Some recent Clippers losses were unexpected. This one didn't fit into that category.
They were playing the Golden State Warriors, once a fierce rival who might have developed something of a superiority complex based on the events of the last two seasons.
The Clippers kept things reasonably close for more than three quarters Wednesday night at Oracle Arena before the Warriors broke free after Klay Thompson and others continually slipped behind their defense for easy baskets.
Golden State's 114-98 victory represented a much better showing for the Clippers than their back-to-back clunkers last weekend but not nearly enough against a team that hasn't lost on its home court in the regular season since January … 2015.
The Clippers backcourt of J.J. Redick and Chris Paul combined to make eight of 29 shots, hardly a winning formula for a team that suffered its third consecutive loss, tying a season high. “It's going to be tough to win if me and J.J. can't throw it in the ocean,” said Paul, who finished with 13 points and eight assists.
Clippers center DeAndre Jordan had a strong bounce-back effort with 19 points and 20 rebounds but endured some rough moments in the third quarter. He airballed a wide-open jumper above the free-throw line with less than three seconds left on the shot clock and was visibly angered later in the quarter when play continued even though it sounded like a whistle had blown on a possible foul by the Warriors.
Thompson scored 33 points on 12-for-21 shooting, including a fourth-quarter fastbreak layup in which he accelerated as multiple Clippers oddly slowed. That was part of a series of blunders by the Clippers after they had pulled to within seven points with a little more than seven minutes left.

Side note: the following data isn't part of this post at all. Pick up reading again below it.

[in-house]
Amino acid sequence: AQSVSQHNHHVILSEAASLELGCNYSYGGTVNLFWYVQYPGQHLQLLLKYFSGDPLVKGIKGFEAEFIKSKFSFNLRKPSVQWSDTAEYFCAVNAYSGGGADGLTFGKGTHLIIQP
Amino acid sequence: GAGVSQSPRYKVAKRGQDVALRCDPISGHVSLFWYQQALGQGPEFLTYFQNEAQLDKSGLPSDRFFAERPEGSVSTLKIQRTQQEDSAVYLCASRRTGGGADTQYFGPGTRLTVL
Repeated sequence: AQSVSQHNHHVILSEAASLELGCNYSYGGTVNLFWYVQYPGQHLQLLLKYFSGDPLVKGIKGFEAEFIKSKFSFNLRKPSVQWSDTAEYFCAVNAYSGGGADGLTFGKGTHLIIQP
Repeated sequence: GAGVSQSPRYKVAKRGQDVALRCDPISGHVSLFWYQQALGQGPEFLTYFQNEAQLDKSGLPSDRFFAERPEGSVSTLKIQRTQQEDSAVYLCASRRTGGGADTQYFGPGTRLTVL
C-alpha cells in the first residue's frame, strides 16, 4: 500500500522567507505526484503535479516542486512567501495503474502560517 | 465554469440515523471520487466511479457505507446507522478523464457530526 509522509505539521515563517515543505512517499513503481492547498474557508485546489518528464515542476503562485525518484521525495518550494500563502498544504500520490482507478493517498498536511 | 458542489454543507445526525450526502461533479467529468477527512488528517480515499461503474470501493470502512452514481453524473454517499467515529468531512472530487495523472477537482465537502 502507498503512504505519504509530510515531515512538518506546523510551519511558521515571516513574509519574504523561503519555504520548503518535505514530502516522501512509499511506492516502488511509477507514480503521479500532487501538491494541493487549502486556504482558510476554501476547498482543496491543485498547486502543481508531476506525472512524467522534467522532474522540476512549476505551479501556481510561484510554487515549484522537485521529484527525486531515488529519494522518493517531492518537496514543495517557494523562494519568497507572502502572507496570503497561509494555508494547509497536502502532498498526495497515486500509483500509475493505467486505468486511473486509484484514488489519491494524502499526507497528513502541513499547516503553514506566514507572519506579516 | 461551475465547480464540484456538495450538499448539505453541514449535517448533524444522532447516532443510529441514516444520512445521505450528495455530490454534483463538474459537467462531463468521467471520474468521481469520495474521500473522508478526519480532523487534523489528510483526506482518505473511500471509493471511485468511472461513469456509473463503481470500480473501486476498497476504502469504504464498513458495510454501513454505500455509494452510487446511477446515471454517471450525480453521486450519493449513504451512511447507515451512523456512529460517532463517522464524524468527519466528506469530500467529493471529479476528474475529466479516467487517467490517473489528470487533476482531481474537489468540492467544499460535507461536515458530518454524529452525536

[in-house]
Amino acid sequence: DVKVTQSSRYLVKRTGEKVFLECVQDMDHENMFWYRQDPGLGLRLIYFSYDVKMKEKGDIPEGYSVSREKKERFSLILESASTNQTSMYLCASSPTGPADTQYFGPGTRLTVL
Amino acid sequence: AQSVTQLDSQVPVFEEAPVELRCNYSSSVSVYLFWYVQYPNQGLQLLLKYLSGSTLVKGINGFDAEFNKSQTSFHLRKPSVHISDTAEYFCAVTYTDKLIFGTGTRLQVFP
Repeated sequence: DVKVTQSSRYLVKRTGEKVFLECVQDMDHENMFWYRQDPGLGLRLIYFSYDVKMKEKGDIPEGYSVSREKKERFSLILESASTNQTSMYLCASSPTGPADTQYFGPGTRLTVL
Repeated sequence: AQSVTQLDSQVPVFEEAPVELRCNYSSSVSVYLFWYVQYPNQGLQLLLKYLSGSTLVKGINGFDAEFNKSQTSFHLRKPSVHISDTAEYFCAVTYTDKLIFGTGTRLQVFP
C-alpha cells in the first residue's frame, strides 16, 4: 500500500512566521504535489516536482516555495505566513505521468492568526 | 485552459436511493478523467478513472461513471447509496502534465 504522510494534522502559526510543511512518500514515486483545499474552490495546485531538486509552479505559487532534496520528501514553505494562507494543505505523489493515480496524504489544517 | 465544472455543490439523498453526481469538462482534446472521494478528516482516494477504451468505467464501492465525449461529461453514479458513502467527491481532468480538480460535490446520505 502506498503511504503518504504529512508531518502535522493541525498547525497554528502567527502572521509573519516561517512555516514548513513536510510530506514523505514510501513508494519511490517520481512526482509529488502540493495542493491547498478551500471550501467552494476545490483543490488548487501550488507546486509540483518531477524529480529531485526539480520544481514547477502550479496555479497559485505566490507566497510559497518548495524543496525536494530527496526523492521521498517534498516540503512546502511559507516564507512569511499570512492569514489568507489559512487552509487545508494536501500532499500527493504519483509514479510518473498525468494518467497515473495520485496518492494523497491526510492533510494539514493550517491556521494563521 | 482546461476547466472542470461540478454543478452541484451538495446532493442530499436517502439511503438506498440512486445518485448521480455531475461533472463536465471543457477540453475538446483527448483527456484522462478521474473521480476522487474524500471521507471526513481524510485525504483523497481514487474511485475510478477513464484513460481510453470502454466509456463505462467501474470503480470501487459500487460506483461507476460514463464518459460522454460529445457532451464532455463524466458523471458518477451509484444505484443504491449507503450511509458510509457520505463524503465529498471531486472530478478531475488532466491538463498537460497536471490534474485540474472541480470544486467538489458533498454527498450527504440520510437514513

“I think we had five defensive mistakes in a row,” Clippers Coach Doc Rivers said. “That's the only time I got like heated because I don't mind if a team scores, you just can't have those breakdowns. In the playoffs it comes down to a single possession and we had too many single possessions where we made mistakes.”
Stephen Curry added 32 points for the Warriors (64-7), who stretched their NBA-record home winning streak to 51 games dating to last season.
Golden State has also won six consecutive games (and all four this season) in what was once a tightly contested series that included a Clippers victory in the first round of the 2014 playoffs. Of course, the Warriors' NBA title last season and dominance through this season's first five months have changed the dynamic.
“I'm sure there's animosity,” Rivers said of the teams before the game, “but they're the champions and we're not, so I think everybody right now is the chasers.”
The last time these teams met here, in early November, they were both unbeaten and the Clippers were considered a viable contender for a top seeding in the Western Conference. Now they're just trying to hold onto home-court advantage in the first round of the playoffs.
That was secured long ago by the Warriors, who are 33-0 at home this season and have kept the 1995-96 Chicago Bulls' NBA record of 72 regular-season victories within reach.
Jordan appeared fully engaged after listless performances in losses to Memphis and New Orleans last weekend, his nine rebounds in the first quarter matching his total against the Pelicans and exceeding his total against the Grizzlies.
The Clippers starters, clearly bothered by their showing in those games, built an early lead that the reserves gave back early in the second quarter. The problem was on the defensive end, where their shortcomings led to visible frustration in the repeatedly raised arms of Rivers.
Not that stopping the Warriors is ever easy. Jordan stepped out to defend Curry about 30 feet from the basket late in the second quarter, Jordan's feet shuffling and arms active. It didn't matter. A couple of Curry jukes later, he freed himself for a 25-foot jumper that had the crowd roaring.
The noise rarely abated the rest of the way.